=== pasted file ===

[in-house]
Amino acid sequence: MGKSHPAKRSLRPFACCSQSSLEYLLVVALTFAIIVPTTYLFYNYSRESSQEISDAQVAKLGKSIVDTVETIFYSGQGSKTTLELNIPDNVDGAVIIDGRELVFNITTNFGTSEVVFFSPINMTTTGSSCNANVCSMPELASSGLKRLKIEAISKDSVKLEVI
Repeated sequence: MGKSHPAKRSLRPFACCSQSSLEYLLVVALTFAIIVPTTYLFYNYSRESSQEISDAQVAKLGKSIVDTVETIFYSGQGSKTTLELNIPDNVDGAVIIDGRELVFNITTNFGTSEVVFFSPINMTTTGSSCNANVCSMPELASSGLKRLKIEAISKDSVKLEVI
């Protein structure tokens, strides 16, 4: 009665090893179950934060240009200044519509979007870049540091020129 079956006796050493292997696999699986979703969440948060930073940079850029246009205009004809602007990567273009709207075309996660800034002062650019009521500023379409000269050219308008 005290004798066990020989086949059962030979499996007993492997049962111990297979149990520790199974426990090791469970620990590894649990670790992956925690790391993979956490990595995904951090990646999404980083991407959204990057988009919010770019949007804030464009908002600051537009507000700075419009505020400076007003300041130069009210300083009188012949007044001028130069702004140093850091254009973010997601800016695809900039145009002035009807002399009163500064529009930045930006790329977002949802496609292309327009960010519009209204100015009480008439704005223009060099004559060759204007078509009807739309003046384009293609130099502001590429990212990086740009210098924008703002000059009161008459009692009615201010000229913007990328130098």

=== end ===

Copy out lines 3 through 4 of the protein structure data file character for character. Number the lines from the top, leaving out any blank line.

Repeated sequence: MGKSHPAKRSLRPFACCSQSSLEYLLVVALTFAIIVPTTYLFYNYSRESSQEISDAQVAKLGKSIVDTVETIFYSGQGSKTTLELNIPDNVDGAVIIDGRELVFNITTNFGTSEVVFFSPINMTTTGSSCNANVCSMPELASSGLKRLKIEAISKDSVKLEVI
């Protein structure tokens, strides 16, 4: 009665090893179950934060240009200044519509979007870049540091020129 079956006796050493292997696999699986979703969440948060930073940079850029246009205009004809602007990567273009709207075309996660800034002062650019009521500023379409000269050219308008 005290004798066990020989086949059962030979499996007993492997049962111990297979149990520790199974426990090791469970620990590894649990670790992956925690790391993979956490990595995904951090990646999404980083991407959204990057988009919010770019949007804030464009908002600051537009507000700075419009505020400076007003300041130069009210300083009188012949007044001028130069702004140093850091254009973010997601800016695809900039145009002035009807002399009163500064529009930045930006790329977002949802496609292309327009960010519009209204100015009480008439704005223009060099004559060759204007078509009807739309003046384009293609130099502001590429990212990086740009210098924008703002000059009161008459009692009615201010000229913007990328130098």